Publishing in the New Yorker takes care of those blank faces when you say, Yes I’ve published

As Dubus put it in my interview with him, “I think most writers quit between the ages of twenty and thirty for various reasons. They are alone then unless they have exceptional parents; even if they have very loving and tolerant parents, they still know in their heart of hearts that their parents wonder about what in the fuck they are doing. Unless they live in a community of writers, like at a graduate school, they don’t have friends who really understand what they are doing. They don’t get published. They work and of course, don’t get money for it. There is no one to set the alarm clock for. There is no one who cares whether they get there to work, no one who can threaten them with firing or reward them with money, and you put all that on one poor young man or woman’s back, and it takes an awful lot of courage, because it comes down to that person believing in him or herself and saying, I will do it. While having a job that supports me. And you finally do publish in something as lovely as Tendril or Ploughshares, for example, and you call your mother or father and tell them, and they say, ‘What’s that?’ I think that is why young writers can be persuaded so easily to change things to be in The New Yorker. Not for the goddamn money. What’s three thousand dollars going to do? You can’t live in Mexico on it and write. Not for long anyway. Won’t change your life. I think they do it because it takes care of those blank faces when you say, ‘Yes, I’ve published,’ and they say, ‘Where?’ and you say, The New Yorker, and they say, ‘Ooh! You must be real!’ “

Thomas E. Kennedy

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The best writers write much more slowly than everyone else

I used to have students who bragged to me about how fast they wrote their papers. I would tell them that the great German novelist Thomas Mann said that a writer is someone for whom writing is more difficult than it is for other people. The best writers write much more slowly than everyone else, and the better they are, the slower they write. James Joyce wrote Ulysses, the greatest novel of the 20th century, at the rate of about a hundred words a day—half the length of the selection I read you earlier from Heart of Darkness—for seven years. T. S. Eliot, one of the greatest poets our country has ever produced, wrote about 150 pages of poetry over the course of his entire 25-year career. That’s half a page a month. So it is with any other form of thought. You do your best thinking by slowing down and concentrating.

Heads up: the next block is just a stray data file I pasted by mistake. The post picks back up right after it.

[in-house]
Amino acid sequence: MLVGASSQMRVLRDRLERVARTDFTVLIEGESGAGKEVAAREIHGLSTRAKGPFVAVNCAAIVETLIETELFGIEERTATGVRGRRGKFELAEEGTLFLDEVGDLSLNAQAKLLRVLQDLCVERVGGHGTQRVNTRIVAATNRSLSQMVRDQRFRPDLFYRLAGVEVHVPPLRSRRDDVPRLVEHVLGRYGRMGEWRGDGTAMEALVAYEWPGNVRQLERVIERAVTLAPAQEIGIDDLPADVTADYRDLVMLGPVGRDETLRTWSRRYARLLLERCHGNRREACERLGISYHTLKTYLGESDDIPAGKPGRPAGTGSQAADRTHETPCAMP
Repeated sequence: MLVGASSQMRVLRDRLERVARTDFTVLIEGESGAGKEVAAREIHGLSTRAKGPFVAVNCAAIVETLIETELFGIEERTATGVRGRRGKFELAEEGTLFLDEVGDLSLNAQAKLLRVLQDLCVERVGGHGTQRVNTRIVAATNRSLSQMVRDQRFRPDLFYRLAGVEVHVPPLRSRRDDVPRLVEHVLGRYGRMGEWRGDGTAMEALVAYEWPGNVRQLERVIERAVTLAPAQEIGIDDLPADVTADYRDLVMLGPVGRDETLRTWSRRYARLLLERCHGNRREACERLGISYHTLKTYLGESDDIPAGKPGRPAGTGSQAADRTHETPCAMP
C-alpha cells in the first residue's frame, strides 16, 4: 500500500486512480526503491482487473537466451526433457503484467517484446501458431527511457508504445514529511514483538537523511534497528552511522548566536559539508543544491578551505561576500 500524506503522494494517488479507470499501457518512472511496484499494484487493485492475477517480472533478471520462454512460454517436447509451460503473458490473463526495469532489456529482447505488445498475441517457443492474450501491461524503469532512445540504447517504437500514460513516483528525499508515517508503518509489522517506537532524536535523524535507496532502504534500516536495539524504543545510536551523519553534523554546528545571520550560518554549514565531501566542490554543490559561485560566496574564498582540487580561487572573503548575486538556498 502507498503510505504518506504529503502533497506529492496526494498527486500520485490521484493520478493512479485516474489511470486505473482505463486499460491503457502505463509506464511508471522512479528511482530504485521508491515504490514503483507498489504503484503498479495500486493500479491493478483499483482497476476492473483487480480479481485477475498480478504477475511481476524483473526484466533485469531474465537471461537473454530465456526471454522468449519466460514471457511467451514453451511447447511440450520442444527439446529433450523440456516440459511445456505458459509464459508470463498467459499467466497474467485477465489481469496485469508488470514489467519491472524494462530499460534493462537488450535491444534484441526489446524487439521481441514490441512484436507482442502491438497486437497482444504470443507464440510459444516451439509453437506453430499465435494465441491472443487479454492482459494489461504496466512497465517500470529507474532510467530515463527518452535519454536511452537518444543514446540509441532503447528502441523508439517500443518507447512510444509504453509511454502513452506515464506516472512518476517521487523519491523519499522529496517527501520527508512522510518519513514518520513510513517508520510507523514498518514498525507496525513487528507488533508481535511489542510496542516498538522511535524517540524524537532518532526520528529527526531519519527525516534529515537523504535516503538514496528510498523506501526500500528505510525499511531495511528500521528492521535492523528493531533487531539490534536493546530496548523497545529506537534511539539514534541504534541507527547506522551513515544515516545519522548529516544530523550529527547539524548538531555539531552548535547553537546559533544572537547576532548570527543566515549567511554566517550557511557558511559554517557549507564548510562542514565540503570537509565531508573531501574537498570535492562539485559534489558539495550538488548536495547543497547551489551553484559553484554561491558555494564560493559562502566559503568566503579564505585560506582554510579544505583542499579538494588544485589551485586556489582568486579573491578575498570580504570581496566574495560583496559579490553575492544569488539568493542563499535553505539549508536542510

William Deresiewicz

Friday is for Writers

• I know this video has been all over the blogging world world, but I’m sure not everyone has seen it. Even if you’re not a writer you’ll think it’s funny. The guy in the video is an author named Dennis Cass and his book is called Head Case. The video is of him talking to his publicist on the phone.

• Mike Duran is continuing the discussion of safe vs. edgy Christian fiction here and here. It’s also an interesting discussion at Rachelle Gardner’s blog here and here.

• On September 2nd, Marilynne Robinson’s new book Home will be released. From the description it looks like a sequel to Gilead which won a Pulitzer. I’m so excited I won’t be able to sleep tonight.

Maud Newton on revealing too much of your real life in fiction. (via Editorial Ass)

Advice to poets from Canyon Press. “1. Write when you feel moved to, in response to some inner necessity, or when provoked by something in the outside world. If it is of help, set yourself a working schedule, but do not attempt to force your talent; let it develop at its own pace. You are not entering a competition or a popularity contest.”

• The future of the book.

• Roth’s unsent letter to a critique.